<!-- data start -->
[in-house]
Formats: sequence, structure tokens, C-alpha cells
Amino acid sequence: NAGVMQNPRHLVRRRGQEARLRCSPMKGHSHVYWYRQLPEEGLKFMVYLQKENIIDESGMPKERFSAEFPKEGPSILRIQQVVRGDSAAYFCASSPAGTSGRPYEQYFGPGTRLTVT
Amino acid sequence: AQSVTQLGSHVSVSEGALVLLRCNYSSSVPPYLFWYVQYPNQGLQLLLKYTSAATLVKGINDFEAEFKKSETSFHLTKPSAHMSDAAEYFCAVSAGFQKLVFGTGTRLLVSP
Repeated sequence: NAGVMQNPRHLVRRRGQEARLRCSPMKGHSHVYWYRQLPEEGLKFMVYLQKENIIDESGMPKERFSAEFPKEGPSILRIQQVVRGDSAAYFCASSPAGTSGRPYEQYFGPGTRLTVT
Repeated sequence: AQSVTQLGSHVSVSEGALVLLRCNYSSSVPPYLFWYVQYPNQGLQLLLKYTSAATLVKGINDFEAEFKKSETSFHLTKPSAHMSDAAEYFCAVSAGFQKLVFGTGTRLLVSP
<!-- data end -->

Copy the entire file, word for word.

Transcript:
[in-house]
Formats: sequence, structure tokens, C-alpha cells
Amino acid sequence: NAGVMQNPRHLVRRRGQEARLRCSPMKGHSHVYWYRQLPEEGLKFMVYLQKENIIDESGMPKERFSAEFPKEGPSILRIQQVVRGDSAAYFCASSPAGTSGRPYEQYFGPGTRLTVT
Amino acid sequence: AQSVTQLGSHVSVSEGALVLLRCNYSSSVPPYLFWYVQYPNQGLQLLLKYTSAATLVKGINDFEAEFKKSETSFHLTKPSAHMSDAAEYFCAVSAGFQKLVFGTGTRLLVSP
Repeated sequence: NAGVMQNPRHLVRRRGQEARLRCSPMKGHSHVYWYRQLPEEGLKFMVYLQKENIIDESGMPKERFSAEFPKEGPSILRIQQVVRGDSAAYFCASSPAGTSGRPYEQYFGPGTRLTVT
Repeated sequence: AQSVTQLGSHVSVSEGALVLLRCNYSSSVPPYLFWYVQYPNQGLQLLLKYTSAATLVKGINDFEAEFKKSETSFHLTKPSAHMSDAAEYFCAVSAGFQKLVFGTGTRLLVSP